The Rajapaksa Regime Is Gone. What Next for Sri Lanka?

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The Rajapaksa Regime Is Gone. What Next for Sri Lanka?

“Gota” is finally gone, but ending Sri Lanka’s chronic instability will be an even harder task than ousting the Rajapaksas.

The Rajapaksa Regime Is Gone. What Next for Sri Lanka?

Protesters walk past a vandalized security gate at the entrance to president’s official residence in Colombo, Sri Lanka, Saturday, July 9, 2022.

Credit: AP Photo/Eranga Jayawardena

Mobs have ended the Gotabaya Rajapaksa-Ranil Wickremesinghe government in Sri Lanka. On Saturday, huge crowds of angry youth stormed the official residences of the president and the prime minister and set fire to the private residence of Wickremesinghe, forcing the hands of the two leaders.

Both President Gotabaya Rajapaksa and Prime Minister Ranil Wickremesinghe have declared their intention to resign. While the president said that he would quit on July 13, the prime minister said that he would quit as soon as the proposed all-party government is formed.

Sri Lankans are amazed that the discredited duo is still sticking in office despite their manifest alienation from the masses.

Meanwhile, a meeting of all parliamentary parties called by the speaker, Mahinda Yapa Abeywardena, had demanded the resignation of the president and the prime minister and proposed that the speaker take charge as interim president for a maximum of 30 days. Within that time, parliament should elect a president to complete Rajapaksa’s term.

The party leaders rejected Wickremesinghe’s plea that he be allowed to complete critical talks with the International Monetary Fund (IMF) for a bailout package and secure fuel supplies from various countries. His ministers declined to speak up for him; some declared their intention to resign.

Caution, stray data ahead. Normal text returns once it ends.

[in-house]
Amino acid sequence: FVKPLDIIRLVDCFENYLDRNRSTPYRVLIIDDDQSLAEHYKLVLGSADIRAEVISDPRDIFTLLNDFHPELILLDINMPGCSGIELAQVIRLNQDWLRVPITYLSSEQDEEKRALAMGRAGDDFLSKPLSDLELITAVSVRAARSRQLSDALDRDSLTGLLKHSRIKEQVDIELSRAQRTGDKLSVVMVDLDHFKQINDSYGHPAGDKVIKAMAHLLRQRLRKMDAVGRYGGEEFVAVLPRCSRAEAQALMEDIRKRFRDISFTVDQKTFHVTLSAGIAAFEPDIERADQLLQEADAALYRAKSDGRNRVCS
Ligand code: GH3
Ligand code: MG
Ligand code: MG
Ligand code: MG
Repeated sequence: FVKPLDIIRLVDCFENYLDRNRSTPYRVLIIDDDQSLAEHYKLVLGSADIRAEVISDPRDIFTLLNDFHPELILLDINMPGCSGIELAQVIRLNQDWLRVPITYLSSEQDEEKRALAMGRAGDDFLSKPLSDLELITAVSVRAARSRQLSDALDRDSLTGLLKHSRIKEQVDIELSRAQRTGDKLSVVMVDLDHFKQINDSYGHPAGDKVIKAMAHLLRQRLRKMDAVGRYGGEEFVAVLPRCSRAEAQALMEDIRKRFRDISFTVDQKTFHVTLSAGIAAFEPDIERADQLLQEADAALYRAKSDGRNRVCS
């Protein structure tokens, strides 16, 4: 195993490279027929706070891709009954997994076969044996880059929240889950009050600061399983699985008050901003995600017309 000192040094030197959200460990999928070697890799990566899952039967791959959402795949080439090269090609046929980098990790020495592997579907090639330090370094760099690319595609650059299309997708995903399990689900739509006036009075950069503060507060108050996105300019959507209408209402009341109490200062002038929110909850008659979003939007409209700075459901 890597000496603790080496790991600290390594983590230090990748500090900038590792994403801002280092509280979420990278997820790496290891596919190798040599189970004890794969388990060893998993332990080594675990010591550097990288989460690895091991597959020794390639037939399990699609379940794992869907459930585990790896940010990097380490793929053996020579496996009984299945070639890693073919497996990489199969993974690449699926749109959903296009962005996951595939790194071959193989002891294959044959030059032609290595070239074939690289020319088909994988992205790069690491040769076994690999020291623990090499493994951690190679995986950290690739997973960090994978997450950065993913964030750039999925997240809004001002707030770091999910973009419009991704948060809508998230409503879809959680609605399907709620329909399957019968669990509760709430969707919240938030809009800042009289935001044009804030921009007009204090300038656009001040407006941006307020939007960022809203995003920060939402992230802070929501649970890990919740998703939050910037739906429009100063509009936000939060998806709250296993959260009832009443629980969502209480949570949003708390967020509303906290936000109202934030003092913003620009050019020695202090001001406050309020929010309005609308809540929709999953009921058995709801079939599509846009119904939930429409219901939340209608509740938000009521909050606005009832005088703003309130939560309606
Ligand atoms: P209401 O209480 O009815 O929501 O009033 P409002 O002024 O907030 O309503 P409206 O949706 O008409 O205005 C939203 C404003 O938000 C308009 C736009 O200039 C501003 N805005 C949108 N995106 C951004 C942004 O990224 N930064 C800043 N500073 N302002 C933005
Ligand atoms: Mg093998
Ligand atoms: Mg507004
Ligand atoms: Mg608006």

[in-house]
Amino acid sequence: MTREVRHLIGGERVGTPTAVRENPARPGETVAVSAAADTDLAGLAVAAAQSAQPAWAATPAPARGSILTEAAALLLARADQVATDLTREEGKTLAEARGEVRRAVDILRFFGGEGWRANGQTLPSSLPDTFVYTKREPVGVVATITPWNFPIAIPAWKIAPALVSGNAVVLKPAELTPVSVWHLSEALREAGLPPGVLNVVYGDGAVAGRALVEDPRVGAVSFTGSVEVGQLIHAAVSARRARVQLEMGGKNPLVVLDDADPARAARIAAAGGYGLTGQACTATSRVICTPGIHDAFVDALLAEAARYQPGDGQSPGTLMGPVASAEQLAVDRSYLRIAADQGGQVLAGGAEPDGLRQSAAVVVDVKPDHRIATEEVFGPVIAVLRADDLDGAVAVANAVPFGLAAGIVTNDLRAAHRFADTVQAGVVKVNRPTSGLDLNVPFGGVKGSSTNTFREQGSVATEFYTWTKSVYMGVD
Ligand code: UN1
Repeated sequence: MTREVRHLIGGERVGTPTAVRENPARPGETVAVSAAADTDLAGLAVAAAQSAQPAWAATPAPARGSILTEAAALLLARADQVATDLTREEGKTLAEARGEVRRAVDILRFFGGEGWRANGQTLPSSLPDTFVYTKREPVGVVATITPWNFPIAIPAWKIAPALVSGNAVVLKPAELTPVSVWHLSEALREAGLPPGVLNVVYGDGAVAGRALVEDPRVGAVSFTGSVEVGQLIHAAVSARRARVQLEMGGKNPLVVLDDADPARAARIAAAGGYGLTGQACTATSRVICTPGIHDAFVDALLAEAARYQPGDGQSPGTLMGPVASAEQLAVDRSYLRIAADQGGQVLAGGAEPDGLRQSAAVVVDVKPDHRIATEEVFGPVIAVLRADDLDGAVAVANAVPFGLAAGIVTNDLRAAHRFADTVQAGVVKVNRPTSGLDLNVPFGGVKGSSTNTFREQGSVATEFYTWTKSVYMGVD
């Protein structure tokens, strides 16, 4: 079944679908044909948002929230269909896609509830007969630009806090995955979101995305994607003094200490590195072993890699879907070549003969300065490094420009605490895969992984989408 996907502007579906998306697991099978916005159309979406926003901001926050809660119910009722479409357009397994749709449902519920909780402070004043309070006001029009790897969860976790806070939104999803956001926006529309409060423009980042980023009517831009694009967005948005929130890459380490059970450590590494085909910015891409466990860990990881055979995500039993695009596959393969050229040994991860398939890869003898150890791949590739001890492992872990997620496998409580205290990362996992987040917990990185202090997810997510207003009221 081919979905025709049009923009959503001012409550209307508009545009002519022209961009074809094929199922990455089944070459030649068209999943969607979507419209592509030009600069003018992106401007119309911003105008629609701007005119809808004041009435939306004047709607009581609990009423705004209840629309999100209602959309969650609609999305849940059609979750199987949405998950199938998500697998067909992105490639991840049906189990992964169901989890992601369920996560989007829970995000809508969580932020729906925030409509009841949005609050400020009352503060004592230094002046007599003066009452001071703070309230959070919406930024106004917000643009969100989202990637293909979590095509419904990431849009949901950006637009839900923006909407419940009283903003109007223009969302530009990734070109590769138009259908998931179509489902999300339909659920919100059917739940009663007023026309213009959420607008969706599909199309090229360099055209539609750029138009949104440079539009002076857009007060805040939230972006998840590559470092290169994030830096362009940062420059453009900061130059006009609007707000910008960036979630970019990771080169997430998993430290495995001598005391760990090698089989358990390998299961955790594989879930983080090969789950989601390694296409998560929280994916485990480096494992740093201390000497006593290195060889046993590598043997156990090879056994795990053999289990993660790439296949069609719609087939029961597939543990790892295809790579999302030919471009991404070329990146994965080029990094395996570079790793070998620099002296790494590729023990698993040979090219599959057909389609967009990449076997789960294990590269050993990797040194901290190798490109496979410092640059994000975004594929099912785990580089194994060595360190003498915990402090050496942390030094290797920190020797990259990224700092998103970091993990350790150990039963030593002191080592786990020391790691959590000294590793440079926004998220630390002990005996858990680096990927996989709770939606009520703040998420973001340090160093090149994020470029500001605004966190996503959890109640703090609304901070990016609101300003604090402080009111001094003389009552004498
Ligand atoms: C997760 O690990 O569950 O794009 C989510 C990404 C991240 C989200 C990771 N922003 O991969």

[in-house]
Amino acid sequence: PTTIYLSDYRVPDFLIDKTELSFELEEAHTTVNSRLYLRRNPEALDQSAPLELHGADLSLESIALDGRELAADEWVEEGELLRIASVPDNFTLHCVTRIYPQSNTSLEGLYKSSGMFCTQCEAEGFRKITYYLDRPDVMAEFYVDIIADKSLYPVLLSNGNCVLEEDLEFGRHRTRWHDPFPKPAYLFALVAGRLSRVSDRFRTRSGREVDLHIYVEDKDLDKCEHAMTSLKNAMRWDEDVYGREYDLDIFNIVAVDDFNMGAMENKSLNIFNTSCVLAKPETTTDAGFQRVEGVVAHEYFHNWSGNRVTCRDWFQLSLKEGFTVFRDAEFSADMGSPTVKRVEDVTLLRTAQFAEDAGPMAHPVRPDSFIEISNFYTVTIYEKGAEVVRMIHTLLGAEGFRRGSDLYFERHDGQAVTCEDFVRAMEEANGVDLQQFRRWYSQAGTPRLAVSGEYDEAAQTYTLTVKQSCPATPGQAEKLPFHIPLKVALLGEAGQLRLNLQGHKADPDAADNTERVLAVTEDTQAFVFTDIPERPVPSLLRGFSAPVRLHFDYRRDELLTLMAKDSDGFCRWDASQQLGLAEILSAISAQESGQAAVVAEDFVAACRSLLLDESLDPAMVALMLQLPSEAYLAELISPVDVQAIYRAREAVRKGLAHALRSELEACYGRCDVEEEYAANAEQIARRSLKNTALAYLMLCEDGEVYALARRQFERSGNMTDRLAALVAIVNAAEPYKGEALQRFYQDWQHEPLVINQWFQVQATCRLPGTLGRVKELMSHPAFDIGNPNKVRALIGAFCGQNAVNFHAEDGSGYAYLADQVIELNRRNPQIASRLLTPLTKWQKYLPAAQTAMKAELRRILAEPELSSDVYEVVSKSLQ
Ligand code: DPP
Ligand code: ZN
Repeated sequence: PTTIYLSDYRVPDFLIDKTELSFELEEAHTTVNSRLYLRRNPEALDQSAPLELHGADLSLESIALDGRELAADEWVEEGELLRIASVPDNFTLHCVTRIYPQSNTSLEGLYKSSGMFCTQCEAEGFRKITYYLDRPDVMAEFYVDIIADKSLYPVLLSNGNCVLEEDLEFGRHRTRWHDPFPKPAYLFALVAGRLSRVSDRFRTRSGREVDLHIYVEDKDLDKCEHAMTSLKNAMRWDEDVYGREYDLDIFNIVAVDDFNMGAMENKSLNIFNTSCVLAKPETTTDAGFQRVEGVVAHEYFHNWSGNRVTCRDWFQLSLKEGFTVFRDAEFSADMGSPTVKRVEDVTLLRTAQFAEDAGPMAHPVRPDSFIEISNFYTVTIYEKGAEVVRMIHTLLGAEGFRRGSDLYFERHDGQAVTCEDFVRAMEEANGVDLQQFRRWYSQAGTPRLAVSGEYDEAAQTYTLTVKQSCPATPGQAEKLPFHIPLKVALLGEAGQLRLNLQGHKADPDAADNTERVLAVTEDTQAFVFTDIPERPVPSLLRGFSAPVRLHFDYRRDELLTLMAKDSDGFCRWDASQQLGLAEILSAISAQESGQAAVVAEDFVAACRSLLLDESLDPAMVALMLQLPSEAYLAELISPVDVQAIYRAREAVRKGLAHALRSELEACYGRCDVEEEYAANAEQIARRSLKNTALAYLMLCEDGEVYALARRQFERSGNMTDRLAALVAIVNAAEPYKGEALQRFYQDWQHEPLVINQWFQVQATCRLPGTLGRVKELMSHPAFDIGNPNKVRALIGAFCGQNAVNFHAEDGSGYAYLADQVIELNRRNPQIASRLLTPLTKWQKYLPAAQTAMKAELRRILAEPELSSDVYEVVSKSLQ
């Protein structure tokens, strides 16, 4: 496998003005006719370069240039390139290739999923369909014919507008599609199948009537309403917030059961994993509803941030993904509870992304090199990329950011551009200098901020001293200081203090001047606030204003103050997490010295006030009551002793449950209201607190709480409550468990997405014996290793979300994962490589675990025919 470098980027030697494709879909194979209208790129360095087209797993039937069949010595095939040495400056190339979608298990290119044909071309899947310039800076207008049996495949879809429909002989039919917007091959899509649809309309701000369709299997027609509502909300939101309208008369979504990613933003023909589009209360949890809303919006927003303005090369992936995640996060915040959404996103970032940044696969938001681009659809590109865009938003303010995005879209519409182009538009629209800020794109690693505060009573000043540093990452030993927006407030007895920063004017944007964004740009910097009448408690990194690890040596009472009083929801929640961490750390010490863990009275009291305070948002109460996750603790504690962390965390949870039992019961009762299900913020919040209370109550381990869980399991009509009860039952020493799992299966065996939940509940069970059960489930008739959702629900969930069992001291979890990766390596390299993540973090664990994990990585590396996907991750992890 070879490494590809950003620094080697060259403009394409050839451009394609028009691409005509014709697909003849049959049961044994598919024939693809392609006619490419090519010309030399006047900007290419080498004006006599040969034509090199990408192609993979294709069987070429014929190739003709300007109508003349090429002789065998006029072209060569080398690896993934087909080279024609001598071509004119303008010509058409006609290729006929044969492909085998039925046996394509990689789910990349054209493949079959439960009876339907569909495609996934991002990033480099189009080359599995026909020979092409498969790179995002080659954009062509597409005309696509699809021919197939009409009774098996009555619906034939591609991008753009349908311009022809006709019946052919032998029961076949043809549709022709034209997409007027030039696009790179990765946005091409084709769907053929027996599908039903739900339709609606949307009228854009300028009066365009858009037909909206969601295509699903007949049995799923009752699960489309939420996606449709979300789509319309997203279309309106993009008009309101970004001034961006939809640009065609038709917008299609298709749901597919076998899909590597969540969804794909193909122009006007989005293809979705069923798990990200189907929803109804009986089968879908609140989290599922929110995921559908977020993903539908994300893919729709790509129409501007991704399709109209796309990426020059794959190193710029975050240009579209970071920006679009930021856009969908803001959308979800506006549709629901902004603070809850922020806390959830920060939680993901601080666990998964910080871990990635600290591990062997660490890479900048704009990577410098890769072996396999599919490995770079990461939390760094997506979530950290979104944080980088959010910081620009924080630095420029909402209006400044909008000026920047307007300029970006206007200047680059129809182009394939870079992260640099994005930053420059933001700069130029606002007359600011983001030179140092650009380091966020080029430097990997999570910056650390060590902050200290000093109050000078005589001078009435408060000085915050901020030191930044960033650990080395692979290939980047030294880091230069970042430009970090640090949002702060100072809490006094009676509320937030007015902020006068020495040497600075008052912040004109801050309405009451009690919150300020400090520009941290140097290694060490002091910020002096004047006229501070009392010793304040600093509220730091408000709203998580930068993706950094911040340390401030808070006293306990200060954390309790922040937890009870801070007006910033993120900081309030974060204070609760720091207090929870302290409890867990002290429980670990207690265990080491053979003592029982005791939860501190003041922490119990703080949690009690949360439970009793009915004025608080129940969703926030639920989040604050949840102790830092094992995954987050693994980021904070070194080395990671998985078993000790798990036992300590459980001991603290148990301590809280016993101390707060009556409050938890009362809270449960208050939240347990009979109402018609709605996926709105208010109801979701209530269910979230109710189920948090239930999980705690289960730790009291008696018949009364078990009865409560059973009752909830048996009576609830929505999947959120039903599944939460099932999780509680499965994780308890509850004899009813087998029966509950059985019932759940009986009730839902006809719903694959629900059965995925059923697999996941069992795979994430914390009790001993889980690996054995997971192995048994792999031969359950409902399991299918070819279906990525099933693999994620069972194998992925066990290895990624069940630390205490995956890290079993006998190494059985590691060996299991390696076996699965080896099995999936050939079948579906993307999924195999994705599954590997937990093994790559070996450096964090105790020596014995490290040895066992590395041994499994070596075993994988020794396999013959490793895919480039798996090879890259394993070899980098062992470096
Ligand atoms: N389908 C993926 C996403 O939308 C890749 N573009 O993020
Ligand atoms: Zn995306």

The mob violence was unprecedented because it was the first time that mass anger was directed against the top rulers of the country and not a minority community, such as Tamils or Muslims.

The police and fire services watched as thousands broke iron barricades and occupied the president’s colonial-era mansion and the prime minister’s official residence. Later in the night, the mob set fire to the prime minister’s private residence, destroying hundreds of books, antiques, and paintings collected by Wickremesinghe and his wife, both aesthetes.

It looked as if the Sri Lankan state machinery had crumbled under the weight of the agitators’ numbers as well as the public support they enjoyed. The island nation’s citizens, suffering for months for want of basic necessities like food, fuel, and medicines, had tacitly sanctioned destruction and arson directed against political leaders, who were collectively derided as “rogues” who deserved no better.

However, neither Rajapaksa nor Wickremesinghe was in residence at the time of the attacks, having been evacuated to unknown safe houses by the military.

The Build-up  

By Saturday, it was obvious to Rajapaksa that the political situation had turned against him irreversibly. The opposition was to organize a huge rally on Saturday in front of his official residence. The first sign of the collapse of the system appeared when the courts refused a police request to ban rallies near the president’s house. The curfew that the police had instituted on Friday was lifted at 8 a.m. on Saturday on the demand of the Bar Council of Sri Lanka. Trains and buses, which were not supposed to run on Saturday, did run, bringing thousands of agitators to Colombo.

The police, who resisted the marchers initially, eventually gave in and allowed the crowd to storm the president’s and the prime minister’s official residences and then attack Wickremesinghe’s personal residence. The army also decided not to act, apparently because officials from Western nations, especially U.S. Ambassador Julie Chung, had warned against the use of force against “peaceful” demonstrators.

Above all, several members of the ruling coalition led by the Sri Lanka Podujana Peramuna (SLPP) demanded the resignation of the president. It looked as if Rajapaksa had no legs to stand on. His support structure, comprising the ruling party and its coalition partners, the law and order machinery, and the courts, had collapsed. Public forces like the “Gota Go Home” agitators, lawyers, Catholic, Protestant and Buddhist clergy members, prominent Muslim leaders, and trade unions were now calling the shots.

The Rise and Fall of Gotabaya             

Gotabaya Rajapaksa is the younger brother of former President and SLPP supremo Mahinda Rajapaksa. When Mahinda came to power in 2005 on an anti-separatist and Sinhalese-nationalist platform and decided to go to war with the separatist Tamil Tigers in 2006, Gotabaya, a retired lieutenant colonel of the Sri Lankan army, came back from the United States to take charge as defense secretary. After winning the war he shone as secretary of the urban development ministry.

Mahinda was voted out of office in 2015, but the family did not remain sidelined for long.